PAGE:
As audio and text features provide complementary layers of information on songs, a combination of both data types has been shown to improve automatic classification of high-level attributes in music such as genre, mood and emotion (Neumayer and Rauber, 2007; Laurier et al., 2008; Hu and Downie, 2010; Kim, 2010). Multi-modal approaches interlinking these features offer insights into possible relations between lyrical and musical information (see Nichols et al., 2009; McVicar et al., 2011; Yu et al. 2019).
Therefore, we examine the connection between audio features and the lyrical content of metal music by combining automated extraction of high-level music properties and quantitative text analysis on a large corpus of music from this genre. Sound dimensions like loudness, distortion and particularly “hardness”/“heaviness” play an essential role in defining the sound of metal music (Reyes, 2008; Mynett, 2013; Herbst, 2017). Topics typically ascribed to metal lyrics contain sadness, death, freedom, nature, occultism or unpleasant/disgusting objects and are often labeled as brutal, dystopian or satanistic (Bayer, 2016; Cheung and Feng, 2019; Podoshen et al., 2014).
By combining both audio feature and text analysis, we (1) offer a comprehensive overview of the lyrical topics present within the metal genre and (2) are able to address whether or not levels of "hardness” and other music dimensions are associated with the occurrence of brutal (and other) textual topics.
Methodically, our research builds on a previous examination (Czedik-Eysenberg, 2018), in which ratings were obtained for 212 music stimuli by 40 raters each. Based on this music perception study, prediction models for the automatic extraction of high-level audio feature dimensions like “hardness” and “darkness” had been trained via machine learning methods.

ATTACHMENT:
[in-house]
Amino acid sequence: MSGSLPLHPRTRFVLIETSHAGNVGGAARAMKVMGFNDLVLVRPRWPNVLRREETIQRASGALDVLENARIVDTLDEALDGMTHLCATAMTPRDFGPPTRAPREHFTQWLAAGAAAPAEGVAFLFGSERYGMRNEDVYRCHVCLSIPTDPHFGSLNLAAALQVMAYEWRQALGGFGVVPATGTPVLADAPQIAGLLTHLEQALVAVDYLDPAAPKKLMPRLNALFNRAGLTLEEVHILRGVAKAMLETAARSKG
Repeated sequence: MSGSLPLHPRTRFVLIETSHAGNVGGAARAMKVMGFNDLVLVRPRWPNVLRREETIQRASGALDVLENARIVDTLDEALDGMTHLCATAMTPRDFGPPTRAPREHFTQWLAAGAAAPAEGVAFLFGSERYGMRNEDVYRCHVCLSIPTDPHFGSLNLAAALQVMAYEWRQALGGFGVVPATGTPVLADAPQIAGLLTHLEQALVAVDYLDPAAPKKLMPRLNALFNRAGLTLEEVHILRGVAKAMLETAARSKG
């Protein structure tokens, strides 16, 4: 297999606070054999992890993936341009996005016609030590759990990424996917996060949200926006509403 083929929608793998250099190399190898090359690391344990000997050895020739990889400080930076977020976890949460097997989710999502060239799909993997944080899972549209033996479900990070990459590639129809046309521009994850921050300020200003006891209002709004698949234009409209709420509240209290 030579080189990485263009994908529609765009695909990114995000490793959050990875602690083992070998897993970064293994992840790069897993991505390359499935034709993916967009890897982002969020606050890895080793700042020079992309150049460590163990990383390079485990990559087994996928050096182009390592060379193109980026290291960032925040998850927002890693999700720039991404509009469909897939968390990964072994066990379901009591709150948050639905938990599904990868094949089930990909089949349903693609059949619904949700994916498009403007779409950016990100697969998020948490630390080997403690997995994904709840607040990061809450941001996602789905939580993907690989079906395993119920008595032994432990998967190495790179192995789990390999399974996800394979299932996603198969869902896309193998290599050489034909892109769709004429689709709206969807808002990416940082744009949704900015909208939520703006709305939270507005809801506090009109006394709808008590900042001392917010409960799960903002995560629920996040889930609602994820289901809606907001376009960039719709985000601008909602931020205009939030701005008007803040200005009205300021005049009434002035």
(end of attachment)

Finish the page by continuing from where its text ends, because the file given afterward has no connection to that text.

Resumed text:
Now, in our most recent complementary step, we programmed a web crawler to automatically retrieve metal music lyrics from www.darklyrics.com, resulting in a sample of 152.916 song texts. After cleaning procedures, our subsample included 124.288 texts. We applied latent Dirichlet allocation (Blei et al., 2003) on the remaining subsample to construct a probabilistic topic model. Log-perplexity and log UMass coherence were used as goodness-of-fit measures evaluating topic models ranging from 10 to 100 topics. We then examined the most salient and most typical words for each topic. Additionally, within the topic configuration, we identified a latent dimension where philosophical and brutal topics oppose texts with shallow content.
Results of the investigation for relations between high-level audio features and lyrical topics will be presented and the topic models will be displayed to visitors during the poster session for interactive exploration.
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Jordan, M. I. (2003). Latent dirichlet allocation.
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Cheung, J. O., & Feng, D. (2019). Attitudinal meaning and social struggle in heavy metal song lyrics: a corpus-based analysis.
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Czedik-Eysenberg, I., Reuter, C., & Knauf, D. (2018).
Decoding the sound of ‘hardness’ and ‘darkness’ as perceptual dimensions of music.
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Herbst, J.-P. (2017). Historical development, sound aesthetics and production techniques of the distorted electric guitar in metal music.
Metal Music Studies, 3(1): 23-46.
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McVicar, M., Freeman, T., & De Bie, T. (2011). Mining the Correlation between Lyrical and Audio Features and the Emergence of Mood.
ISMIR, pp. 783-88.
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Contemporary metal music production. Dissertation, University of Huddersfield.
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Sound, Technology, and interpretation in Subcultures of Heavy Music Production. Dissertation, Pittsburgh University.
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ACM Transactions on Multimedia Computing, Communications, and Applications (TOMM), 15(1): 20-21.
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